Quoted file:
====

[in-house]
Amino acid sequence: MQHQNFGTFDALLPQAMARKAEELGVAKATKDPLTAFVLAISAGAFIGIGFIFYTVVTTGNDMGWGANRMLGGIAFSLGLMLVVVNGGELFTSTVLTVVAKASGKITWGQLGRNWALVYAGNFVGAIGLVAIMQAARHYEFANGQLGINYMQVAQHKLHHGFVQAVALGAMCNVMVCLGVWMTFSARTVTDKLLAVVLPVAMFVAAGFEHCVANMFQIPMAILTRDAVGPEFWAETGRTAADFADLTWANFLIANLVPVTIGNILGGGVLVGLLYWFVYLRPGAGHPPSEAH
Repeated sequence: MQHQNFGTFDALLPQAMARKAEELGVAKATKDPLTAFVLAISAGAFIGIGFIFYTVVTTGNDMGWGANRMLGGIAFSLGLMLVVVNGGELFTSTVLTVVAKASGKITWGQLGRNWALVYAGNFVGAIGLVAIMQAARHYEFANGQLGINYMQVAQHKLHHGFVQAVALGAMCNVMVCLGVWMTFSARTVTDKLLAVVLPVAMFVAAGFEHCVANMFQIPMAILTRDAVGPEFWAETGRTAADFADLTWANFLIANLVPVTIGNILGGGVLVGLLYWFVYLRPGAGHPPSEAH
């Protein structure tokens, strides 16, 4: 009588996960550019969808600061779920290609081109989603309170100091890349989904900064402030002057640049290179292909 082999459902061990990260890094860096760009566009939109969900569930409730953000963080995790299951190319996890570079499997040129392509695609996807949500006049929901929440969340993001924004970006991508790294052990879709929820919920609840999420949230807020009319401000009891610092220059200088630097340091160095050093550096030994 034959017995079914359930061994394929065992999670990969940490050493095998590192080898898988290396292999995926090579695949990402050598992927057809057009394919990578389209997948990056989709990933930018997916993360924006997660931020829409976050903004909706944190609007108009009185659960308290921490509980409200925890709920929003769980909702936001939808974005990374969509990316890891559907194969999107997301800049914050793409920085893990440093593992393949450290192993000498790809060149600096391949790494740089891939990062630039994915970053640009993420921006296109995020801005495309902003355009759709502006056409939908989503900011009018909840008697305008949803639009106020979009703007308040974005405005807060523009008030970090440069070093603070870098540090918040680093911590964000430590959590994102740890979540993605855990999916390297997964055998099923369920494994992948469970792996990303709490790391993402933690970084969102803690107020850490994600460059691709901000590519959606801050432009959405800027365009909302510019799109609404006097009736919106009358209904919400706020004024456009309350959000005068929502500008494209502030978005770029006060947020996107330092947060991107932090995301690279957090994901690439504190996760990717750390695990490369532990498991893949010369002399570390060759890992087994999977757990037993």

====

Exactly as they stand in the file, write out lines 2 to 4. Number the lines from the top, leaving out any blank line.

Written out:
Amino acid sequence: MQHQNFGTFDALLPQAMARKAEELGVAKATKDPLTAFVLAISAGAFIGIGFIFYTVVTTGNDMGWGANRMLGGIAFSLGLMLVVVNGGELFTSTVLTVVAKASGKITWGQLGRNWALVYAGNFVGAIGLVAIMQAARHYEFANGQLGINYMQVAQHKLHHGFVQAVALGAMCNVMVCLGVWMTFSARTVTDKLLAVVLPVAMFVAAGFEHCVANMFQIPMAILTRDAVGPEFWAETGRTAADFADLTWANFLIANLVPVTIGNILGGGVLVGLLYWFVYLRPGAGHPPSEAH
Repeated sequence: MQHQNFGTFDALLPQAMARKAEELGVAKATKDPLTAFVLAISAGAFIGIGFIFYTVVTTGNDMGWGANRMLGGIAFSLGLMLVVVNGGELFTSTVLTVVAKASGKITWGQLGRNWALVYAGNFVGAIGLVAIMQAARHYEFANGQLGINYMQVAQHKLHHGFVQAVALGAMCNVMVCLGVWMTFSARTVTDKLLAVVLPVAMFVAAGFEHCVANMFQIPMAILTRDAVGPEFWAETGRTAADFADLTWANFLIANLVPVTIGNILGGGVLVGLLYWFVYLRPGAGHPPSEAH
């Protein structure tokens, strides 16, 4: 009588996960550019969808600061779920290609081109989603309170100091890349989904900064402030002057640049290179292909 082999459902061990990260890094860096760009566009939109969900569930409730953000963080995790299951190319996890570079499997040129392509695609996807949500006049929901929440969340993001924004970006991508790294052990879709929820919920609840999420949230807020009319401000009891610092220059200088630097340091160095050093550096030994 034959017995079914359930061994394929065992999670990969940490050493095998590192080898898988290396292999995926090579695949990402050598992927057809057009394919990578389209997948990056989709990933930018997916993360924006997660931020829409976050903004909706944190609007108009009185659960308290921490509980409200925890709920929003769980909702936001939808974005990374969509990316890891559907194969999107997301800049914050793409920085893990440093593992393949450290192993000498790809060149600096391949790494740089891939990062630039994915970053640009993420921006296109995020801005495309902003355009759709502006056409939908989503900011009018909840008697305008949803639009106020979009703007308040974005405005807060523009008030970090440069070093603070870098540090918040680093911590964000430590959590994102740890979540993605855990999916390297997964055998099923369920494994992948469970792996990303709490790391993402933690970084969102803690107020850490994600460059691709901000590519959606801050432009959405800027365009909302510019799109609404006097009736919106009358209904919400706020004024456009309350959000005068929502500008494209502030978005770029006060947020996107330092947060991107932090995301690279957090994901690439504190996760990717750390695990490369532990498991893949010369002399570390060759890992087994999977757990037993």